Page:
SAN FRANCISCO -- Two years ago in the National League Championship Series, the Cardinals had a 3-1 lead over the Giants after four games, only to squander it away with losses in the final three games of the series.
Reminded of this Wednesday, after his team reached the brink of elimination following a 6-4 loss to the Giants in Game 4 of the NLCS at AT&T Park, Cardinals second baseman Kolten Wong offered a simplistic yet daunting solution to this predicament.
"I guess it would be nice to repay the favor," Wong said, still managing a smile.
To do so, that would mean winning three consecutive games in order to advance to the World Series. That tough climb begins with Game 5 at 7:07 p.m. CT on Thursday at AT&T Park.
The Cardinals are 0-4 in series in which they trailed three games to one, including the 1943 World Series against the Yankees (lost 4-1), the 2000 NLCS against the Mets (lost 4-1), the 2002 NLCS against the Giants (lost 4-1) and the 2005 NLCS to the Astros (lost 4-2).
Hey, the Red Sox were down 3-0 to the Yankees in the 2004 American League Championship Series, and we all know how that ended. Big comebacks can happen, but it isn't something these Cardinals have had much experience with.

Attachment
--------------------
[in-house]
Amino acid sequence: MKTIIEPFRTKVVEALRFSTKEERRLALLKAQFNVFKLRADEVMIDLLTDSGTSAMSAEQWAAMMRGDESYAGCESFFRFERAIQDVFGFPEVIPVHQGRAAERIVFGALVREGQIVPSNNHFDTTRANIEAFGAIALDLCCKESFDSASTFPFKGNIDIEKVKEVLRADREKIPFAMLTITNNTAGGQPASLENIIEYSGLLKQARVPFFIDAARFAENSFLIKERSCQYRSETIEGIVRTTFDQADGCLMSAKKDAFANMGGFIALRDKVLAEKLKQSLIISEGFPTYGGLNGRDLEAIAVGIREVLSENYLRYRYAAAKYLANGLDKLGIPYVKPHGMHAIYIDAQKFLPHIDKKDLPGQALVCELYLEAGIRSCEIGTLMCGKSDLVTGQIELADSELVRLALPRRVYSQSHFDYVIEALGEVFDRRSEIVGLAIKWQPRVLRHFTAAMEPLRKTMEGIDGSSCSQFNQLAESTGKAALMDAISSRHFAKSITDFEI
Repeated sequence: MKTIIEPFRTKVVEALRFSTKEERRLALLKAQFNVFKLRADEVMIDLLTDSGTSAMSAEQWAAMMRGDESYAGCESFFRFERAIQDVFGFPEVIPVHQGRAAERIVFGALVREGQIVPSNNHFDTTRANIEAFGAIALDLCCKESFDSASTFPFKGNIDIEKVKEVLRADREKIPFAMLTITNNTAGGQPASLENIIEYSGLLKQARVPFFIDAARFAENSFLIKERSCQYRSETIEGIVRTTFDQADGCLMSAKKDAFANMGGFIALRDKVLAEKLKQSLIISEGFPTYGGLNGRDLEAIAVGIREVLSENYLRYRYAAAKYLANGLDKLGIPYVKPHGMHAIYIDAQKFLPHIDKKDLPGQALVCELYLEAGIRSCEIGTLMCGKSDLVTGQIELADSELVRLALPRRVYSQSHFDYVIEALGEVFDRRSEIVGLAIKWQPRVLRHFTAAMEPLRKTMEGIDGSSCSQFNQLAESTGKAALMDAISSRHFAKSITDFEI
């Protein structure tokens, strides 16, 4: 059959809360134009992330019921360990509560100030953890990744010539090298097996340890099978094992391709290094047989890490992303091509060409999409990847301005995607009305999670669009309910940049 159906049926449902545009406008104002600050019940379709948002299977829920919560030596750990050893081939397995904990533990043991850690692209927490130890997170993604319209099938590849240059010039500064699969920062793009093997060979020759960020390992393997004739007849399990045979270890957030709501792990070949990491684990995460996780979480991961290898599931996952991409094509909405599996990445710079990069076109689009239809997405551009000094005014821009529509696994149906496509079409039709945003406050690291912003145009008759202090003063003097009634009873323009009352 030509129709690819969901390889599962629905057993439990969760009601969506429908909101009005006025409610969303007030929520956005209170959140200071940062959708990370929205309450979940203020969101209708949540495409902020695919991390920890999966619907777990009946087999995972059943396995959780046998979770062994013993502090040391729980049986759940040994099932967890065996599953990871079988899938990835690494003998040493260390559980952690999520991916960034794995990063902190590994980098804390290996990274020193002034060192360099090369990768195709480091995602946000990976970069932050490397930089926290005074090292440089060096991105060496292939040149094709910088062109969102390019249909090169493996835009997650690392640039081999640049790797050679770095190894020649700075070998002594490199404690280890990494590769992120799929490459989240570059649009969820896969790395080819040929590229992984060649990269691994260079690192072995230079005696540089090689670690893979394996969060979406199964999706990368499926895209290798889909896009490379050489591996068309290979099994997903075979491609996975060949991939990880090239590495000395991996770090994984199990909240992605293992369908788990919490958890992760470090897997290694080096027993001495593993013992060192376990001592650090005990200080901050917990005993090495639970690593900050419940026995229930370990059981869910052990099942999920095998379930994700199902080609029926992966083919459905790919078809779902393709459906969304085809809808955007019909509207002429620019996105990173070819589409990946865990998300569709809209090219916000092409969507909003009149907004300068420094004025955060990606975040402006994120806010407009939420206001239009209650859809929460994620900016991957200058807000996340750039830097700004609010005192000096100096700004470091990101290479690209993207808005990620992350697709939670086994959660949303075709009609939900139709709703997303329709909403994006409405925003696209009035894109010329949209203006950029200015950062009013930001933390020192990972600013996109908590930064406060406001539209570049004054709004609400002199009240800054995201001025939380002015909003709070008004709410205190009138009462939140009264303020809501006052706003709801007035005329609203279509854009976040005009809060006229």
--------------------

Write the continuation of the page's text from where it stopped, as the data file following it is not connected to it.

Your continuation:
There have been a few cases, though.
Most recently, the Cardinals were down 2-1 to the Pirates in the NL Division Series a year ago before winning the last two games to advance. In 2011, they were down 2-1 to the Phillies in the NLDS and won the last two to advance. That same year, they were down 3-2 to the Rangers in the World Series before winning the last two games.
While it's doable, it's also going to be difficult, especially with Giants ace left-hander Madison Bumgarner on the mound in Game 5 on regular rest.
"We'll be ready to play tomorrow," said Cardinals pitcher Shelby Miller, who lasted just 3 2/3 innings on Wednesday. "We're pretty confident in ourselves."
The Cardinals, who have six home runs in this series, haven't done much else well. They're hitting .242 as a team, have struck out 27 times, have a .301 on-base percentage and a 4.11 ERA, with two errors in the series. A bad throw and a bad decision on consecutive plays in the sixth inning of Game 4 by first baseman Matt Adams led to two runs.